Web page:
Volunteers Needed: at GRIP to prepare and serve lunch to hungry and homeless people at the Souper Center in Richmond. Monthly, fourth Tuesday – raywest2@sbcglobal.net.

    Immigration Vigil: First Saturdays each month, West County Detention Facility, 5555 Giant Highway, Richmond; maw.jane@gmail to carpool.

    Social Justice Table: Be sure to take a look at the Social Justice Council table each Sunday for what’s new, and encourage newcomers to check it out.

  • Social Justice News, January 2017

    Cracking the Codes Saturday, January 7th from 1 to 5 pm. The entire congregation is invited to attend this Confronting Racism conference spearheaded by the LFDC (Literature, Film and Drama Contingent of the Confronting Racism Project) with thanks to the financial support from UUCB’s World Peace Committee. UUCB members and friends attending will engage in talking about the system of racial inequity and implicit bias, prompted by stories in the film. This intensive training leaves people with new questions and the inspiration to engage in change. Hold the date and pass the word. Snacks as well as childcare will be provided.

    Social Justice Council Next Monthly Potluck/Meeting is on Wednesday, January 11, 6 pm, Fireside Room. We will make a decision to determine our meeting schedule (i.e., either second Sundays or Wednesdays, or alternating). Representatives from our Good Neighbors have been invited to (briefly) educate us on their work.

    In light of the election, our ministers are looking toward the Social Justice Council to discern, seriously consider and determine, how best we can serve the most vulnerable. Their suggestion is that we find one area to focus on so they both can help to direct the entire congregation to work on addressing this one area. Our mission for this meeting is to consider all suggestions gathered at our last meeting and come up with one area of focus.

    Training in Nonviolent Communication – February 18, 1–5 pm. This workshop will follow up on the Cracking the Codes training and is an opportunity to learn skills to communicate with people who have had life experiences that are different from yours.

    LFDC (Literature, Film and Drama Contingent of the Confronting Racism Project) At our December 4th meeting it was interesting to hear the recorded passion of Margaret Mead and James Baldwin as they rapped on race relations in the world of the ‘70s, especially for those of us who had read the book. (And we all gained a deeper appreciation for modern-day pod casts and ear buds … as we listened to them on 33-1/3 records!) Skipping January, our next meeting will on February 5th in the Fireside Room at 12:30, to discuss J.D. Vance’s book: Hillbilly Elegy: A Memoir of a Family and Culture in Crisis. Contact: camilleparker@comcast.net.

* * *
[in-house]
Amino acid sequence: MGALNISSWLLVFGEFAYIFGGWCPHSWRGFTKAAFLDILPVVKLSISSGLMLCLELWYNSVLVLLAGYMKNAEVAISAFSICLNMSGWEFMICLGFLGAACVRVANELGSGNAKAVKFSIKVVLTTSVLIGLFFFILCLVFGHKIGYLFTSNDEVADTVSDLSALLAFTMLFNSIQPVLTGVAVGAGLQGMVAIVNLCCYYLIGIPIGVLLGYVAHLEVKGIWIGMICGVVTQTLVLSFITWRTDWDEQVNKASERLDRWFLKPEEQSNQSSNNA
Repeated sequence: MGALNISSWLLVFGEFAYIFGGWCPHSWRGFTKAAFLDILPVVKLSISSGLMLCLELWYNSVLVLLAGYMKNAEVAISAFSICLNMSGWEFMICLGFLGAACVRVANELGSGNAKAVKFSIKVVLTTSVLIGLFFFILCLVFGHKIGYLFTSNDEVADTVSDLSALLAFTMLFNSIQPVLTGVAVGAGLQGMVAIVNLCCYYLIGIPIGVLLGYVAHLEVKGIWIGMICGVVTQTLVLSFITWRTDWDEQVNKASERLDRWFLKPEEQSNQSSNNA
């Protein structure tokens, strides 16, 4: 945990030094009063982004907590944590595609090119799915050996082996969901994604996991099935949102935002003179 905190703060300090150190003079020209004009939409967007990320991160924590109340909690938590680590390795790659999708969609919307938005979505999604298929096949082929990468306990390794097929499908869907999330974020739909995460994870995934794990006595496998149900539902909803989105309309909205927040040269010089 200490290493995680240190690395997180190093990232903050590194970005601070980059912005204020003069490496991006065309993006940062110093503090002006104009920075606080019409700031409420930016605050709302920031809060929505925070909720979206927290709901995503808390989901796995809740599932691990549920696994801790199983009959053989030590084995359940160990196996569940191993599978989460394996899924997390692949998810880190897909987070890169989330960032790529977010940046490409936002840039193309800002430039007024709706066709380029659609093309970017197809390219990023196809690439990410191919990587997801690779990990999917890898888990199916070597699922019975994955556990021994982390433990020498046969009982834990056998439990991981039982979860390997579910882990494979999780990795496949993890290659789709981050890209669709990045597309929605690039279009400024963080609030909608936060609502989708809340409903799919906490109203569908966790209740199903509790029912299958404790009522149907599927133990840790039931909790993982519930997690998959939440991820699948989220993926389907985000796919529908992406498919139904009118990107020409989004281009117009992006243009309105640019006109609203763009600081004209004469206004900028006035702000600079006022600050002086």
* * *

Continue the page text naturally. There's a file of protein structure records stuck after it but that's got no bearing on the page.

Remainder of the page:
Social Justice Sponsored Project Applications

    Each year the UUCB Social Justice Council presents to the congregation a proposal for a “Sponsored” social justice project for approval at the May annual congregational meeting. A sponsored project is one that would receive congregational support in the form of resources, such as worship time, funding, etc.

    For the second (church) year in a row, the sponsored project has been “Confronting Racism.” It has held several very successful events, plans to hold more, has put out educational materials, and formed discussion groups.

    To apply for sponsorship of your project, you need to gather a group of members who commit to devoting time and energy to the project, and you must complete an application for submission to the Social Justice Council. The completed application must be submitted by March 1, 2017 to maw.jane@gmail.com.

    More Opportunities to DO Social Justice

    Ceasefire Walks 7 pm Friday nights in Richmond contact maw.jane@gmail.com.

    Volunteers Needed: to “Read Aloud” with elementary school children in Richmond and San Pablo. Contact Judy Sam.

    Volunteers Needed: at GRIP to prepare and serve lunch to hungry and homeless people at the Souper Center in Richmond. Monthly, fourth Tuesday – contact Ray Westergard.

    Immigration Vigil: First Saturday each month, West County Detention Facility, 5555 Giant Highway, Richmond; maw.jane@gmail.com to carpool.

    Social Justice Table: Be sure to take a look at the Social Justice Council table each Sunday for what’s new, and encourage newcomers to check it out.

  • Social Justice News, December 2016

    Coming in January: “Cracking the Codes” workshop – Sat., Jan. 7, 1–5 pm. The entire congregation is invited to attend this Confronting Racism conference spearheaded by the LFDC with thanks to UUCB’s World Peace Committee for financial support. UUCB members and friends attending will engage in talking about the system of racial inequity and implicit bias, prompted by stories in the “Cracking the Codes” film. This intensive training leaves people with new questions and the inspiration to engage in change. Hold the date and pass the word. Snacks as well as childcare will be provided. In preparation for this event, you can download the Conversation Guide for Cracking the Codes: The System of Racial Inequity at www.world-trust.org. $10 donation suggested. (No one turned away). Questions? Call 510-356-3496.